His goodness is still evident in creation, in his preservation of creation and in his restraint of evil, The goodness of creation still appears in beauty, in life, and in joy. Despite the pervasive effects of sin and corruption, the goodness of creation peeks through and sometimes it even shines.
The Gnostics were wrong on all counts, on the nature of the human problem, on the nature of the remedy, and on the nature of things. Our response to Gnosticism, wherever it appears remains the same: God is one and therefore there is “There is one body and one Spirit—just as you were called to the one hope that belongs to your call—one Lord, one faith, one baptism, one God and Father of all, who is over all and through all and in all” (Eph 4:4–6).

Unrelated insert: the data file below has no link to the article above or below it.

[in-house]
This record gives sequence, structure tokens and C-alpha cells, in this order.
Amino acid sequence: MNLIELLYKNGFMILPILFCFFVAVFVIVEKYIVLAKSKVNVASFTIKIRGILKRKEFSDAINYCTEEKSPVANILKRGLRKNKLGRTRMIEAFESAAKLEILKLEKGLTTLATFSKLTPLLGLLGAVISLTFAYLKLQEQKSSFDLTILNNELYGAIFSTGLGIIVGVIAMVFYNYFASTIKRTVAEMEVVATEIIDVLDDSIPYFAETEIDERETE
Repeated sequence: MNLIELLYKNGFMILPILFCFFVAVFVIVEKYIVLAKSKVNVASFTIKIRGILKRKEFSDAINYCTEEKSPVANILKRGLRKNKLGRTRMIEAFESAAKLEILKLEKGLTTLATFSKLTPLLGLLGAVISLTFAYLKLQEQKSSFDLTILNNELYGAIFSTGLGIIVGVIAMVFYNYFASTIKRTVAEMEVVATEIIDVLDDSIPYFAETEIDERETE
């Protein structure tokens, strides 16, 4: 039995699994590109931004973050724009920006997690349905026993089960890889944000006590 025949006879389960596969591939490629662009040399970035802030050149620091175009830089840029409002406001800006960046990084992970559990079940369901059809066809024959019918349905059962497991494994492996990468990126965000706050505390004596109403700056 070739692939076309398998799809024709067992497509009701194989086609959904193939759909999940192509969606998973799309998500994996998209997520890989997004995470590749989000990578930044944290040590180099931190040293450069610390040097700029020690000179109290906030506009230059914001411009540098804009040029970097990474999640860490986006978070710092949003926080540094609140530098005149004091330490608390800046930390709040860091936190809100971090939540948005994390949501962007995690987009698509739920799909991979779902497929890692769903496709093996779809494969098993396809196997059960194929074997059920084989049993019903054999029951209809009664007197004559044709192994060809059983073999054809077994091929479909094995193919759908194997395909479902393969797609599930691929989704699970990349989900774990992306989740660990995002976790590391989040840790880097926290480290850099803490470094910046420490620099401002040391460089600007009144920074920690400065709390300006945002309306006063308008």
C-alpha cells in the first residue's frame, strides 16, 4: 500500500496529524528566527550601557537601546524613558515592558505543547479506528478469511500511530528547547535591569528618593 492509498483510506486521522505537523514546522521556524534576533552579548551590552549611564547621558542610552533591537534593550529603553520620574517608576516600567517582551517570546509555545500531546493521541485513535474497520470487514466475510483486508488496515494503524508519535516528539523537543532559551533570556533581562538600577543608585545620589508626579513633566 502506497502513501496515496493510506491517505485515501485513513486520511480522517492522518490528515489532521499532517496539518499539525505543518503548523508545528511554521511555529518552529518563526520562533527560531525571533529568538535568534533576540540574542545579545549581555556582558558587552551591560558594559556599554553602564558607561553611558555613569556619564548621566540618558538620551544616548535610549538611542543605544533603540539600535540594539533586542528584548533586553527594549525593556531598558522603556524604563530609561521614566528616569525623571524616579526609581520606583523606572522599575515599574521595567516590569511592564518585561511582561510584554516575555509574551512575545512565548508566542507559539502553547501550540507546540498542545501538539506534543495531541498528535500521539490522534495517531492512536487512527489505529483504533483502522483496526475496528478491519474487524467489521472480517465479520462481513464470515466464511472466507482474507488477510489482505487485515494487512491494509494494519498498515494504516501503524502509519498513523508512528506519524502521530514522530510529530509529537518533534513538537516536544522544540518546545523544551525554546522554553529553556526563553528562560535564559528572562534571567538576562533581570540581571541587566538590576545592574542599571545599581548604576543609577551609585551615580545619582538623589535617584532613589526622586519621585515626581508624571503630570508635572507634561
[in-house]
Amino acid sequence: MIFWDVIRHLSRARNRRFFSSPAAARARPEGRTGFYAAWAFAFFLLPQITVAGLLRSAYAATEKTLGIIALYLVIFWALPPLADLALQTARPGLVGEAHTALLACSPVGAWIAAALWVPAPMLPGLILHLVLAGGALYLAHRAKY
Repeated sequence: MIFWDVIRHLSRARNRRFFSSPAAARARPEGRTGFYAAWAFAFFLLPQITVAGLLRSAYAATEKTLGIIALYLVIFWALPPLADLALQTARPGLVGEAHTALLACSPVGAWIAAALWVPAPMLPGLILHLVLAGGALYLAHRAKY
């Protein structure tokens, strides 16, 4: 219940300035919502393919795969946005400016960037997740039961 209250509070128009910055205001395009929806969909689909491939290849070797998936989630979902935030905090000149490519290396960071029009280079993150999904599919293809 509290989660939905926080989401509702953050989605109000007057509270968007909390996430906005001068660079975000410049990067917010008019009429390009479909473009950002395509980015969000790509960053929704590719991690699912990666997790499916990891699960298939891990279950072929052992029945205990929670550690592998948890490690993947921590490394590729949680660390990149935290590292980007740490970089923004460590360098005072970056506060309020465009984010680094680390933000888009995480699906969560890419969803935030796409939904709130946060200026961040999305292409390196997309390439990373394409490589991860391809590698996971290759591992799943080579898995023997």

God did threaten judgment in the Old Covenant and so he has in the New Covenant: “It is a fearful thing to fall into the hands of the living God” (Heb 10:31) because “our God is a consuming fire” (Heb 12:29). This language comes right out of the Old Testament, because there are not two Gods, one old and one new, one wrathful and one loving, but only one God who is both righteous and merciful. We find mercy in Christ, just as Adam, Noah, Abraham, Moses, David, and the prophets did and, if we do not turn to Christ, then we shall find wrath from that same Christ, from whose mouth comes a sword of judgment (Rev 19;15, 21).